Berger, J. A fortunate man: the story of a country doctor

In 1966 John Berger spent three months in the Forest of Dean shadowing an English country GP, John Sassall.

Sassall is a fortunate man – his work occupies and fulfils him, he lives amongst the patients he treats, the line between his life and his work is happily blurred.

In A Fortunate Man, Berger’s text and the photography of Jean Mohr reveal with extraordinary intensity the life of a remarkable man. It is a portrait of one selfless individual and the rural community for which he became the hub. Drawing on psychology, biography and medicine A Fortunate Man is a portrait of sacrifice. It is also a profound exploration of what it means to be a doctor, to serve a community and to heal.

Author: Berger, John
Title: A fortunate man: the story of a country doctor
Publisher: Random House USA Inc
Year: 1997
ISBN: 067973726X

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Comment (Prof John Cookson – HYMS)

Set in the Forest of Dean and a world away from General Practice now.  Some wonderful photographs.  Sadly, the protagonist committed suicide

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2 thoughts on “Berger, J. A fortunate man: the story of a country doctor

  1. Steven Oliver

    John Berger’s recent death (January 2017) prompted me to revisit this extended essay.

    As an earlier post has mentioned it gives an account of a form of single-handed general practice in a then isolated and relatively deprived part of the UK that bears no resemblance to contemporary practice. Whilst there is an interest in the description of practice that Berger witnesses in his six weeks living with Dr Sassall (the fortunate man), the abiding value of the book to me are in the reflections on what a doctor is and what their value and role in a community are – or could be. Berger was an iconoclast – a Marxist intellectual – and along with the celebration of someone who was clearly an excellent and fascinating physician there is also a deep challenge presented in his writing. I think the two following quotes capture some of that for me.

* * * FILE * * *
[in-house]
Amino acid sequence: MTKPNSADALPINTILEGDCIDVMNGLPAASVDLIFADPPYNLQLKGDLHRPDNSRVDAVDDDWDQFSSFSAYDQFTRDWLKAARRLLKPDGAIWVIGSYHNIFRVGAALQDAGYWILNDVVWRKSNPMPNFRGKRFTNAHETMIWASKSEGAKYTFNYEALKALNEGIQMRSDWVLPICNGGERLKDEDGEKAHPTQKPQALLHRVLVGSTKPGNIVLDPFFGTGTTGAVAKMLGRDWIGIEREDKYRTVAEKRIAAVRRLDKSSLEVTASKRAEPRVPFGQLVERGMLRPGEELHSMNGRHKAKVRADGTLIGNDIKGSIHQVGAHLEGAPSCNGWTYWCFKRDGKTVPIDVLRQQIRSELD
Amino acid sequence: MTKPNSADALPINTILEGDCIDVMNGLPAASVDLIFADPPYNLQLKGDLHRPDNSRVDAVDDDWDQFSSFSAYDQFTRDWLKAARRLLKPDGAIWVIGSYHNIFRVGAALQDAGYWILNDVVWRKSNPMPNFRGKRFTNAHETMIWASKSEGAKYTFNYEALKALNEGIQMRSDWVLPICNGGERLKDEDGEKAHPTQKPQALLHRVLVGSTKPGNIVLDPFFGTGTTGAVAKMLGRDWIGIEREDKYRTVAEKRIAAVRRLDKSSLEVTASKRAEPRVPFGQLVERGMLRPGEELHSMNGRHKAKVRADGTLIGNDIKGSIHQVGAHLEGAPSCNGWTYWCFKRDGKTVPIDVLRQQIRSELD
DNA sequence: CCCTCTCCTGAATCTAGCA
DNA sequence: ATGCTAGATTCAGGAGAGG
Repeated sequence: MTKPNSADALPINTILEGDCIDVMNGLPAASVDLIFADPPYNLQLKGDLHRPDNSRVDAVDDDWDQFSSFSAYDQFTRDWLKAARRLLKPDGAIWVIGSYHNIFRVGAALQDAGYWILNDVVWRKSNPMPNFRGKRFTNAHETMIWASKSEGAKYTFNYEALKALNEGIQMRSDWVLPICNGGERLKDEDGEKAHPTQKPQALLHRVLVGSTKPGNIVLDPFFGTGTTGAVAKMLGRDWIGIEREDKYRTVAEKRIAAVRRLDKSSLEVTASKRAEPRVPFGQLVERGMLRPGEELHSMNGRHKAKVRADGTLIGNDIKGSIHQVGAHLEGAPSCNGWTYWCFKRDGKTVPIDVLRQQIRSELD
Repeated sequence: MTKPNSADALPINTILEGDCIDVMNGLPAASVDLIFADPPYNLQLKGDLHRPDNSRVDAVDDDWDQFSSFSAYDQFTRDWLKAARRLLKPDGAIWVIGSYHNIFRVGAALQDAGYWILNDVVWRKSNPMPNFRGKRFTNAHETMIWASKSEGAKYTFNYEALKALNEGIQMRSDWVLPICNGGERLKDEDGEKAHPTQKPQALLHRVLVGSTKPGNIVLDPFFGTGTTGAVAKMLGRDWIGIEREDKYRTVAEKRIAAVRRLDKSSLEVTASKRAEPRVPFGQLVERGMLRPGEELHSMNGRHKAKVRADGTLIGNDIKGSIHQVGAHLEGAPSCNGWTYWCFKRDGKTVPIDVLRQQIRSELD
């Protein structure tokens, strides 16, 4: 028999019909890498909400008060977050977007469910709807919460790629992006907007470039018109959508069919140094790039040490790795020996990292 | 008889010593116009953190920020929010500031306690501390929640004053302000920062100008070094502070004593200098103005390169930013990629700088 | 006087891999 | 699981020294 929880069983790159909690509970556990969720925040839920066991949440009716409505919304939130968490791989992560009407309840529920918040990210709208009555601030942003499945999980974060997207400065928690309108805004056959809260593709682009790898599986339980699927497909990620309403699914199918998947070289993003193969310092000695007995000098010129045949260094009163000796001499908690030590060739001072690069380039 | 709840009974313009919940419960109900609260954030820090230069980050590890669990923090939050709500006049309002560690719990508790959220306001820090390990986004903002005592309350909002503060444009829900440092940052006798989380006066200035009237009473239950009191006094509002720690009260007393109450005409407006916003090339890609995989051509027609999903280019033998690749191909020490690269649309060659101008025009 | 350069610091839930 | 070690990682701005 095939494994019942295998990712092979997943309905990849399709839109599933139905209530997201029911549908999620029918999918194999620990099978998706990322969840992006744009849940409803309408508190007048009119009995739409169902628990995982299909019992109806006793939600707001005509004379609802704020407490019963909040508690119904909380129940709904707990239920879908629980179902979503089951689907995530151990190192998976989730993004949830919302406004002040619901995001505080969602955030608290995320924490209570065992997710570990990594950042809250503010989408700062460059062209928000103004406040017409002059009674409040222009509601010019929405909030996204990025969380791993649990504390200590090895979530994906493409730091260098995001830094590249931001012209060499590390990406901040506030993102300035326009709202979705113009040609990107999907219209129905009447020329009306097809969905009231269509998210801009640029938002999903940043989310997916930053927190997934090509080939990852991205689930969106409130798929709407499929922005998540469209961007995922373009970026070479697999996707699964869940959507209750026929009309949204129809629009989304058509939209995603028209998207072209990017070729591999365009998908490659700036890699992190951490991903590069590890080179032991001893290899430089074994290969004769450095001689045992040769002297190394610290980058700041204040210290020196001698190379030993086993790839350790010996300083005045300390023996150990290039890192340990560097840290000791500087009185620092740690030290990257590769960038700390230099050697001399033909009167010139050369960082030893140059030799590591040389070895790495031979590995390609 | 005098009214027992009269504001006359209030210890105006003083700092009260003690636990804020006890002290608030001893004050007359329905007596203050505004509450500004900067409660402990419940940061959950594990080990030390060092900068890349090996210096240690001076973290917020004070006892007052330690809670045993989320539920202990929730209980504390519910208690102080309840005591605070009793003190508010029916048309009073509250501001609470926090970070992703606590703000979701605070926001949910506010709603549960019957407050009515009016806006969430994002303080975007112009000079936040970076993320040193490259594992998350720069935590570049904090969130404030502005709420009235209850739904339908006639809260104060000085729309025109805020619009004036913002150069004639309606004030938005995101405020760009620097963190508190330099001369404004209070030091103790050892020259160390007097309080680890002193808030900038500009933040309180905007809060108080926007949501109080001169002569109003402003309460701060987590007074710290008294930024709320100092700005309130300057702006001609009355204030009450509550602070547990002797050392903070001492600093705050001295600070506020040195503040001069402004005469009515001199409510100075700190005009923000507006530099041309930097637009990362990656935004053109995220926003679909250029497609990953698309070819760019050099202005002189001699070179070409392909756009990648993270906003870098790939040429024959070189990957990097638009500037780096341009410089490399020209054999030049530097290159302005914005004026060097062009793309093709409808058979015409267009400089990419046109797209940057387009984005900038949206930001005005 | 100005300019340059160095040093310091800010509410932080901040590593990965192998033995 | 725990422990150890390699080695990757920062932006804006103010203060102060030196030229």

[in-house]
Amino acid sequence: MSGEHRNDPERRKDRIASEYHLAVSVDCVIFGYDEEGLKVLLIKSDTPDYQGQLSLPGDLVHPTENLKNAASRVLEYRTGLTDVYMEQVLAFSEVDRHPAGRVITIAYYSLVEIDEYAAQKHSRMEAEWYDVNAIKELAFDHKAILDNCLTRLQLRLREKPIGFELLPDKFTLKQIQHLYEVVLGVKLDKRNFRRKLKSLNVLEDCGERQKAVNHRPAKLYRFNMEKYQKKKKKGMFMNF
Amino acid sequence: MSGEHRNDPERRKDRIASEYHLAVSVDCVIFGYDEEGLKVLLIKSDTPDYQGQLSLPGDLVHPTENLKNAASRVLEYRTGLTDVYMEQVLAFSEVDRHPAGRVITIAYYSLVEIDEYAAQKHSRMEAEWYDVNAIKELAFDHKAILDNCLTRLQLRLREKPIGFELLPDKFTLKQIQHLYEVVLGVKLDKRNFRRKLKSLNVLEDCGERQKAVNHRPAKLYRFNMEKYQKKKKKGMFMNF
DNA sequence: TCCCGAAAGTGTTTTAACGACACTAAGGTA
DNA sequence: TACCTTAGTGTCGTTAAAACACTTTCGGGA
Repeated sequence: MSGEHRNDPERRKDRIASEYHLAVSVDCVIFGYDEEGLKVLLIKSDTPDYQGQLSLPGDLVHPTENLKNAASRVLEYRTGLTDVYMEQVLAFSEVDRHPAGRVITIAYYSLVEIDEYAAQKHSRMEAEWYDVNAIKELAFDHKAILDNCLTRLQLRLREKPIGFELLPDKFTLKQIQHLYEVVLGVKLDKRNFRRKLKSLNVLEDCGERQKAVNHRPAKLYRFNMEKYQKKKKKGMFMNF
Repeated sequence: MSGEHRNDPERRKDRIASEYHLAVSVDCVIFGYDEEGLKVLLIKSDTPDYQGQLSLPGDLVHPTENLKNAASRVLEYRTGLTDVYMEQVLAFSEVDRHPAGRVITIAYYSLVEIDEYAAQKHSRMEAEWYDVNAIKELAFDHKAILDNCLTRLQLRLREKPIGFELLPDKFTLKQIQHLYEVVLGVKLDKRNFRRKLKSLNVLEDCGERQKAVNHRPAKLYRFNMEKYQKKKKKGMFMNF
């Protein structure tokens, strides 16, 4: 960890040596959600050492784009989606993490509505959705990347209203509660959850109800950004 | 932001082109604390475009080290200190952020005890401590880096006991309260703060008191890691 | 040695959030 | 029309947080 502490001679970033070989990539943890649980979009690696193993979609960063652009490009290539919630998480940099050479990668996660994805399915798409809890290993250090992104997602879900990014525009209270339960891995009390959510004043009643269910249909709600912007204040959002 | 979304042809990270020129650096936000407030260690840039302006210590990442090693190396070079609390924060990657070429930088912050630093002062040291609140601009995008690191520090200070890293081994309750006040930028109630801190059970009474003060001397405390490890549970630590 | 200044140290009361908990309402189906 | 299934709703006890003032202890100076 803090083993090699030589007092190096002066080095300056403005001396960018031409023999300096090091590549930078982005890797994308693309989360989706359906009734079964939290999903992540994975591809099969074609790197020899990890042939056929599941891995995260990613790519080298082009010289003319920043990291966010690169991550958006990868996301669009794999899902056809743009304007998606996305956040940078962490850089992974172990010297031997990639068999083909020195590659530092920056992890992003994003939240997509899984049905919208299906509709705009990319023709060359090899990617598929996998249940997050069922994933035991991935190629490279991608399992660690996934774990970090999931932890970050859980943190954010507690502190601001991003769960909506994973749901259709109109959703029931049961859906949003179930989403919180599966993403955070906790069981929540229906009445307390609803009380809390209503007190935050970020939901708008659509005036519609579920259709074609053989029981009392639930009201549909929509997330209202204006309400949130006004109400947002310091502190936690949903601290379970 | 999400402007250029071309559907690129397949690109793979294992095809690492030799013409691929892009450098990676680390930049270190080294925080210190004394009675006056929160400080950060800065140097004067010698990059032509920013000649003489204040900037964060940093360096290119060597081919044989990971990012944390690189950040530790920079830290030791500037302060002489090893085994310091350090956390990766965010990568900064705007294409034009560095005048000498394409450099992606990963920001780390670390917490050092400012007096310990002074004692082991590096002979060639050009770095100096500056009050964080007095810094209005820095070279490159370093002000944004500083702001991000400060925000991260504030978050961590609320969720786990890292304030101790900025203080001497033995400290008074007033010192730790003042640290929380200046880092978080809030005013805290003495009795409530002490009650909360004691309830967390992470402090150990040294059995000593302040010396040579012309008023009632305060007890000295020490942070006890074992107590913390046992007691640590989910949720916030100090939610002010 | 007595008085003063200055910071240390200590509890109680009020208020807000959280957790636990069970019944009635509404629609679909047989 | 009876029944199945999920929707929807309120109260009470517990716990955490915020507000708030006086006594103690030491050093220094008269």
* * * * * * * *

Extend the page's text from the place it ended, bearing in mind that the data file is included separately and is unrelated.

How is it that Sassall is acknowledged as a good doctor? By his cures? This would seem to be the answer. But I doubt it. You have to be a startlingly bad doctor and make many mistakes before the results tell against you. In the eyes of the layman the results always tend to favour the doctor. No, he is acknowledged as a good doctor because he meets the deep but unformulated expectation of the sick for a sense of fraternity. He recognizes them.

    …I would suggest that one of the fundamental reasons why so many doctors become cynical and disillusioned is precisely because, when the abstract idealism has worn thin, they are uncertain about the value of the actual lives of the patients they are treating. This is not because they are callous or personally inhuman: it is because they live in and accept a society which is incapable of knowing what a human life is worth.
    It cannot afford to. If it did, it would either have to dismiss this knowledge and with it dismiss all its pretences to democracy and so become totalitarian: or it would have to take account of this knowledge and revolutionize itself. Either way it would be transformed.

    Reply
  2. David Pearson

    JOHN BERGER

    John Berger, who has just died at the age of 90, was one of our foremost social commentators. His great contribution to medical literature was this magnificent ‘A Fortune Man’, a short but memorable observation of a country GP in Gloucestershire from the early 60s. Whilst reflecting on an era of trust and intimacy in medicine now much diminished it is still a worthwhile read for the beauty of its writing, its profound insight about the nature of the doctor-patient relationship and the strength of that relationship in both diagnosis and healing.
    Treat yourself; if you have any interest in the social side and art of medicine this book will not disappoint.

    David Pearson
    GP & Educator Bridlington
    Hon Professor of Primary Care HYMS

    Reply

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